Between 2018 and 2020 I created over 1500 abstract digital color explorations as an attempt to understand how color works and how to make it “shine”. In these explorations, I repeatedly relied on gradients and blurry boundaries because of their inherent softness. Hard color edges, at least at first, felt harsher.
As I practiced, I eventually collected a few tricks to control “blurriness” and make color look its best in this context. …
Fluorescent colors seem to be coming from a different, brighter planet, causing everything else to dull in comparison. That is because they absorb ultraviolet rays, invisible to humans, and convert them into visible light. In short, they emit an additional brightness on top of the “regular” light reflected off their surface.¹
This makes them the perfect candidates for safety-related accessories and attention-grabbing sticky notes, yet they are not difficult to spot within the more expressive spheres of art, fashion or even interiors, bringing along connotations ranging from danger and nonconformity to ebullience and joy.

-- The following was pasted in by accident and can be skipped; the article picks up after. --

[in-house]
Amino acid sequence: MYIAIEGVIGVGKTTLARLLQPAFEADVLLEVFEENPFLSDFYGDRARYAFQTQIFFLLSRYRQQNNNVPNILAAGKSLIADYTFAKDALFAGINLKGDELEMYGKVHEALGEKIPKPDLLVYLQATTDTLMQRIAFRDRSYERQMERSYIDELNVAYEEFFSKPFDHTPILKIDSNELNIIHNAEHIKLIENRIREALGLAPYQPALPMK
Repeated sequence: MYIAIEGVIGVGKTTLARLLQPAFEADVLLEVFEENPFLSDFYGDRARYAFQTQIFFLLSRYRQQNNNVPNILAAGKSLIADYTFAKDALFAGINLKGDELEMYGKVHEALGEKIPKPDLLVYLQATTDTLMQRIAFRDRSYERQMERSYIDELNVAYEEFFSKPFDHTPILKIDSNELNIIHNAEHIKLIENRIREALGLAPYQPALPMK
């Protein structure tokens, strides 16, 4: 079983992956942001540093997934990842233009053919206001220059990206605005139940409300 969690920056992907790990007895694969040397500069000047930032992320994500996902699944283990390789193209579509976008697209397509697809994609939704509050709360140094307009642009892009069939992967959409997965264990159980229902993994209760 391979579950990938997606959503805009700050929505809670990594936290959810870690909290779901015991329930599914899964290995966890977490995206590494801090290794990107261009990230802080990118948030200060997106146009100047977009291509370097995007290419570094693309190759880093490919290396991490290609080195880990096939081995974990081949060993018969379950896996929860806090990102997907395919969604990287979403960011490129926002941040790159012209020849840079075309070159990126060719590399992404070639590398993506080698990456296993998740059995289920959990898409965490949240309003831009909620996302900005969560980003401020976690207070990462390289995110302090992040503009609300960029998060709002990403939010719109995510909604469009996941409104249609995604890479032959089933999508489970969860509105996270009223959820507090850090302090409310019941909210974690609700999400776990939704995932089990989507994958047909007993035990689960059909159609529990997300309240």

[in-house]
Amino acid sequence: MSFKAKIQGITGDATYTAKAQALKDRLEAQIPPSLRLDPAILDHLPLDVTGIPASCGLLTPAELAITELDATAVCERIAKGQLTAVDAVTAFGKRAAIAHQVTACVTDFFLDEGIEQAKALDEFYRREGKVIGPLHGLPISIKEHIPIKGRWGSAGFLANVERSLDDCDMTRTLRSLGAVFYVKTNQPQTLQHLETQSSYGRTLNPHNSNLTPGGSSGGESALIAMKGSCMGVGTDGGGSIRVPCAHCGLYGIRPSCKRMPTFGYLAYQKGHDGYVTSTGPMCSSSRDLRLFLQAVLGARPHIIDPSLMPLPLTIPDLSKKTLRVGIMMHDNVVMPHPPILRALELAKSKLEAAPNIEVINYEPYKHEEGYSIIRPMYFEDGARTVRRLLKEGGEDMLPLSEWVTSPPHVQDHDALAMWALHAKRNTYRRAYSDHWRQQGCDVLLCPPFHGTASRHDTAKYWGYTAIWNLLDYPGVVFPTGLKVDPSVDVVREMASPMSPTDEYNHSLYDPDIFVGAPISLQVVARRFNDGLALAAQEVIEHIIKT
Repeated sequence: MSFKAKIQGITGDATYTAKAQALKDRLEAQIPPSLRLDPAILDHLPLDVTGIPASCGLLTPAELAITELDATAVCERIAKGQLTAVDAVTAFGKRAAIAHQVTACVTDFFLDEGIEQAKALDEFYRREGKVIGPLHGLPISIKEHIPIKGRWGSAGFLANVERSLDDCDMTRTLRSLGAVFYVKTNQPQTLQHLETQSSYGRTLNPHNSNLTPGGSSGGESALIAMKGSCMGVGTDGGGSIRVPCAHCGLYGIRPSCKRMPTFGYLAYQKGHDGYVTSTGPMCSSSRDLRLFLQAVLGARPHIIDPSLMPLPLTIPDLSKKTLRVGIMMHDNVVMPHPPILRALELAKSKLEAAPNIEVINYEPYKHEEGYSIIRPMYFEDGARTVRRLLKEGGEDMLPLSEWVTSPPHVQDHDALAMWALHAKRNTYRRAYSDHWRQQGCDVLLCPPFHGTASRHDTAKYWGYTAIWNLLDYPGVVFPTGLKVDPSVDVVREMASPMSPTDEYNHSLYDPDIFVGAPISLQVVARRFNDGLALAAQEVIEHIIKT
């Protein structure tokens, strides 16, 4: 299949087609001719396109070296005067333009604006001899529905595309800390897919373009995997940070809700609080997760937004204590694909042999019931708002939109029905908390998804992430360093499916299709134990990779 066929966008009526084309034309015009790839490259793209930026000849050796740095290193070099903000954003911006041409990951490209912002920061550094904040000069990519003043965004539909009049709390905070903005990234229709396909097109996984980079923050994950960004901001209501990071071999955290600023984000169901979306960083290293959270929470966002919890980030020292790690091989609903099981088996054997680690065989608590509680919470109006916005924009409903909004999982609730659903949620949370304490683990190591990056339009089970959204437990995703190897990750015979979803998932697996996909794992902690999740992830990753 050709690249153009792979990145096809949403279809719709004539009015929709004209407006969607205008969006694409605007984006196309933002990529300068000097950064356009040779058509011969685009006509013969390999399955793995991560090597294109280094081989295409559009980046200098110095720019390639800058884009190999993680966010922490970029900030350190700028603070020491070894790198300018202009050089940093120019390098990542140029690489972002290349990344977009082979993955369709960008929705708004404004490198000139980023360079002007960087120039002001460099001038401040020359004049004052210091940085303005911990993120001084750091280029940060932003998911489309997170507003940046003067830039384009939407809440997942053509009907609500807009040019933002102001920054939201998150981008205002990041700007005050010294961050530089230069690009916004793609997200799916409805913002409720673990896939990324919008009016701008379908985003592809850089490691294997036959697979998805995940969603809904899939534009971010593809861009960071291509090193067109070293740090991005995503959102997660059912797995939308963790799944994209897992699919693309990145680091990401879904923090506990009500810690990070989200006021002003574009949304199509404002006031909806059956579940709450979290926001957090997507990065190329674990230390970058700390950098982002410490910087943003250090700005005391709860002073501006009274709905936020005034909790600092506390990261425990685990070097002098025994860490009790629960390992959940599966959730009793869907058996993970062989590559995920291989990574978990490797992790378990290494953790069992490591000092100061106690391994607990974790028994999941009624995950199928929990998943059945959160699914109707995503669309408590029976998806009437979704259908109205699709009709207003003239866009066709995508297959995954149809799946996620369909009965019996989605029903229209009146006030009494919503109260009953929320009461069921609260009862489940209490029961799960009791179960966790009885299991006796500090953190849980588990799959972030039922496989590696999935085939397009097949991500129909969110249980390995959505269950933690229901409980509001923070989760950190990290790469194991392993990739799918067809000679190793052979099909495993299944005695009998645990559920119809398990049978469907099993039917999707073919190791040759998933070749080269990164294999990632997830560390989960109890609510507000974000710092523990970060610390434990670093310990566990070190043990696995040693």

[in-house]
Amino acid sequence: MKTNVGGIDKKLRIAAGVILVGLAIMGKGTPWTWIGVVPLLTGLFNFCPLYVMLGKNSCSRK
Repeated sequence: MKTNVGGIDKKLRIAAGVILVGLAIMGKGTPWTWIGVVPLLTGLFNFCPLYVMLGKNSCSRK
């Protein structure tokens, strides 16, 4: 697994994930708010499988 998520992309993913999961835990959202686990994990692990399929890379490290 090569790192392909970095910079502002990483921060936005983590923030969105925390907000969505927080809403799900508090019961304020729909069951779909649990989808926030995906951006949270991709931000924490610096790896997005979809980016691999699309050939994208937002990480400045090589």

Whether it was graphic design, illustration or lettering, color was a recurring theme in my work. In spite of my attraction to it, I used it, however, as no more than a secondary tool.
Until I gave it my full attention.
In 2018, I started devouring anything color-related. Josef Albers taught me how colors influence each other. Johannes Itten opened my eyes to numerous types of color contrasts. Riccardo Falcinelli’s all-encompassing Cromorama fascinated me with scientific facts. Margrethe Odgaard opened up color to my other senses and less tangible emotions. …
Ruxandra enjoys experimenting with color, writing and investigating. She also designs book covers and occasionally illustrates and draws letters.